The controllers are comfortable enough to hold, and the rubber tip means you're less likely to hurt someone if you accidentally clip them while swinging at an enemy, but they're undeniably less functional than their HTC Vive and Oculus Touch counterparts. If you turn around and have your back face the camera, there's a decent chance your controllers will stop being tracked. The battery in these controllers is also pretty bad, often lasting only three hours before needing to be recharged.

Adding PlayStation VR to your PlayStation 4 means you're gaining a number of new wires. You need to run an HDMI cable from the PS4 to the PSVR sync box, and then another HDMI cable from the sync box to the television. The sync box needs its own power outlet, and there are cables coming out of the front of this box to connect to your PlayStation VR. The headset itself has a jack for headphones since you can't use wireless headphones, and the PlayStation Camera needs to be connected to the PlayStation 4. Finally, you have a USB cable connecting the PS4 to the sync box. This isn't a huge deal once it is all set up, but your cable management skills will be tested if you want your entertainment center to look nice after this has all been set up.

Sony's overall design deserves the praise it has received so far.

PlayStation VR isn't just functional and comfortable, it's the closest ting to stylish we've seen in a VR headset so far. The matte black plastic and rubber against the matte white plastic doesn't look bad sitting on a side table, and when the bright blue lights fire up it looks straight out of the future. Sony's overall design deserves the praise it has received so far, even if it leaves those of us who play in other forms of VR wishing the motion controllers had been updated to better match the headset.

Pushing the limits

PlayStation VR Software

Job Simulator

From the moment you put the headset on, it's clear Sony built PlayStation VR to be an extension of PlayStation 4. There's no 360-degree library with a roaring fire or a shooting star against a night sky with floating game titles for you to interact with. You get the PlayStation 4 menu system, hovering in front of you courtesy of what Sony calls Cinematic Mode. A large, virtual screen floats in front of you, ready to do anything you want. Movies, non-VR PS4 games, web browsing, you name it. Anything passed through the HDMI port in the back of the sync box can be displayed in Cinematic Mode, which is basically a big curved window in a black void. It's a little on the cold side, but you're here to jump into games and not much else.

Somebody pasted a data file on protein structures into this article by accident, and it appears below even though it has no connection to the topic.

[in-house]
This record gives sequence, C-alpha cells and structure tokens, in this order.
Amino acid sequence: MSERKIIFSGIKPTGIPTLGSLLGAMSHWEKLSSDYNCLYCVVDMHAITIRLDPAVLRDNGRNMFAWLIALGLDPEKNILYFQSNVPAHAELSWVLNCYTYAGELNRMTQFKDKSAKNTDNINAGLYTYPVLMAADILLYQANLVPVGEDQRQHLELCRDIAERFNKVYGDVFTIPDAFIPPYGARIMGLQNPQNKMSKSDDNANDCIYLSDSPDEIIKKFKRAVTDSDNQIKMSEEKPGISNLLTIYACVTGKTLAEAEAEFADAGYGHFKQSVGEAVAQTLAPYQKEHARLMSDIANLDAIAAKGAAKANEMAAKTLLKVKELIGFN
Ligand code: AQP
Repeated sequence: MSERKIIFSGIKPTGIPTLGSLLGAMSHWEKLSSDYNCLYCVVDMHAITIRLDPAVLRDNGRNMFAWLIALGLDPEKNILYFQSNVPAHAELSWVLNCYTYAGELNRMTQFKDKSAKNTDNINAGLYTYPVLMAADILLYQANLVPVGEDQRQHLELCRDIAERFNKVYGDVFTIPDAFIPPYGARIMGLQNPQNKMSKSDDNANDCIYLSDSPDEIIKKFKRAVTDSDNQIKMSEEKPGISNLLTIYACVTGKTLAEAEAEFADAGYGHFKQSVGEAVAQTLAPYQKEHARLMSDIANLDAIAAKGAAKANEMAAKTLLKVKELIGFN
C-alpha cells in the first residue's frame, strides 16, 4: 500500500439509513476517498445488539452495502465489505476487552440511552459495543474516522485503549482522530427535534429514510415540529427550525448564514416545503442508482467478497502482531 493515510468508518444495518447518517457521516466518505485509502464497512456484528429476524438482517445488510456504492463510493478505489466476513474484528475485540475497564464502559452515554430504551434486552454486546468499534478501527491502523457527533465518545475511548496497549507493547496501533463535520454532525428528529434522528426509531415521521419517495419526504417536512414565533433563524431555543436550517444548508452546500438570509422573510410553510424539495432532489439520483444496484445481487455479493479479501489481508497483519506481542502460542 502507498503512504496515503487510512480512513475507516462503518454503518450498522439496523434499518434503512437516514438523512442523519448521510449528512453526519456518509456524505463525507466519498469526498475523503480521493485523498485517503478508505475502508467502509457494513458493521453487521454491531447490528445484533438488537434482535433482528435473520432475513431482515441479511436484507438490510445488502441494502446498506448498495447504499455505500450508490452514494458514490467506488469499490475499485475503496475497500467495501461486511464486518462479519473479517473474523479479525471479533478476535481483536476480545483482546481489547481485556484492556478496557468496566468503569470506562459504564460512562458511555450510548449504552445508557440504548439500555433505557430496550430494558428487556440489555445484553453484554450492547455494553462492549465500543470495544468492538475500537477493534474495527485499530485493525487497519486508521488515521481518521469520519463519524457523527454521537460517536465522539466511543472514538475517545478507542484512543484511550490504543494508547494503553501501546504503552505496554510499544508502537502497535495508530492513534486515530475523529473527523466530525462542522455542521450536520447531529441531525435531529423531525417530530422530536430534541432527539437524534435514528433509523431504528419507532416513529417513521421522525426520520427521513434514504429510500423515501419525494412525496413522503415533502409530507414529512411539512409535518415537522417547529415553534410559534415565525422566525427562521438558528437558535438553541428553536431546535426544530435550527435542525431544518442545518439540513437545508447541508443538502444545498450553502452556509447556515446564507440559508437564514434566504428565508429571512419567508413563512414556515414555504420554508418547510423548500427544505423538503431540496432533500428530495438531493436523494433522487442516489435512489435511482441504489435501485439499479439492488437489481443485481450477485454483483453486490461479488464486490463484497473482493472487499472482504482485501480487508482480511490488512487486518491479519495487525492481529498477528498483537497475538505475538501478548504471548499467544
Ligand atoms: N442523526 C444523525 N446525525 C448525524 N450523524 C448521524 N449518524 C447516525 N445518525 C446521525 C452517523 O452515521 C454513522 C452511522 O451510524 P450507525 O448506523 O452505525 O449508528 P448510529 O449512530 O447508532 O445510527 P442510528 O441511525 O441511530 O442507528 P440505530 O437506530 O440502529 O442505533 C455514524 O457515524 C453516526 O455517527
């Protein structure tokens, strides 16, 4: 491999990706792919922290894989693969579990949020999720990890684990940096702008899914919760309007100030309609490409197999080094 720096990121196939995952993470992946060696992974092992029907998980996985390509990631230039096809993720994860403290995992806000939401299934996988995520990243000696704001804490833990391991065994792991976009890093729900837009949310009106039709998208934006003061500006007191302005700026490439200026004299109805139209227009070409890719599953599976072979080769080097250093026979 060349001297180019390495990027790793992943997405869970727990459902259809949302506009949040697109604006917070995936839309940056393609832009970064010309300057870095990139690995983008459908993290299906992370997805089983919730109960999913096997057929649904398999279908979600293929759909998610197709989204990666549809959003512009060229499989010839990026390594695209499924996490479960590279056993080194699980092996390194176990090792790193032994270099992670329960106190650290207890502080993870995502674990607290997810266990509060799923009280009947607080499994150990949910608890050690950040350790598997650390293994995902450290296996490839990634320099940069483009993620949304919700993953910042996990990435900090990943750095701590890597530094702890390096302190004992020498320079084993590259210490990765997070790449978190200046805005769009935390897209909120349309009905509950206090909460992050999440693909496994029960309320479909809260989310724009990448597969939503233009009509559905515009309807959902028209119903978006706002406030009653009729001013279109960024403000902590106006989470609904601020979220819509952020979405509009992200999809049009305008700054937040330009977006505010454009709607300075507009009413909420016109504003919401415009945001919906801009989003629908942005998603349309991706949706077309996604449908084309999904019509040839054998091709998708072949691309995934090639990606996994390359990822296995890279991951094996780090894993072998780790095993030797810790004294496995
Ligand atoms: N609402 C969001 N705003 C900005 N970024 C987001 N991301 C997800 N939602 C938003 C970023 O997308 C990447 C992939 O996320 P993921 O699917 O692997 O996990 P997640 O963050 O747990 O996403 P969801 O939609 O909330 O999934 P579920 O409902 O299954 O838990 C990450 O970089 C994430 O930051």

At the end of the day, PlayStation VR delivers what it was built to deliver. This is a VR gaming platform, plain and simple.

When you do decide to play a game, your first task is to confirm calibration with the camera by positioning yourself in the small box presented in the middle of your virtual display. This frequently means you have to move your body into position instead of remaining comfortably seated, but it's the best way Sony has to make sure you're going to have the best experience when the VR environment begins to fill the world around you. It's a mildly frustrating when you're already seated and comfortable, but worth it once the game starts.

PlayStation VR catalogPlayStation VR

Sony's launch lineup is fantastic, and none of these games skip a beat. Batman: Arkham VR is exceptional, if a little brief. Eve: Valkyrie is just as beautiful and fun here as it is on the significantly more powerful Oculus Rift. The whole lineup is well formed and highly functional. No tracking issues, no lag, and the unique design of Sony's display means you're way less likely to notice any screen door effect while playing the games. There's a healthy mix of indie titles too, including standing and moving games from HTC Vive like Job Simulator and The Brookhaven Experiment. Or, if you'd prefer not bother with a gamepad or move controllers, you can jam out to Headmaster with just your head and have some fun in a creepy soccer camp.

One thing you will notice once someone starts playing games in PlayStation VR is the resolution hit PlayStation 4 takes on your television. The image everyone outside the VR headset sees is very low resolution, and quite grainy as well. It's reasonable to assume this will be less of an issue with the more capable PlayStation 4 Pro, and to be clear it doesn't affect gameplay or visual quality inside the headset at all. Once you turn PlayStation VR off, the same crisp experience you're used to returns to the television.

At the end of the day, PlayStation VR delivers what it was built to deliver. This is a VR gaming platform, plain and simple. There's no grand effort to create unique social experiences in VR, no effort to perfect a full room VR environment, and no grand illusion about its purpose in medicine or science. This is a way to take your gaming experience further through immersion. Sometimes that means standing up and throwing paper airplanes at floating robots, and sometimes that means looking to your left and right to really feel like you're sitting in the driver's seat of a very fast car. Immersion through storytelling is something game developers have gotten very good at over the last 10 years, and with PlayStation VR there's an opportunity to pull the user in even deeper.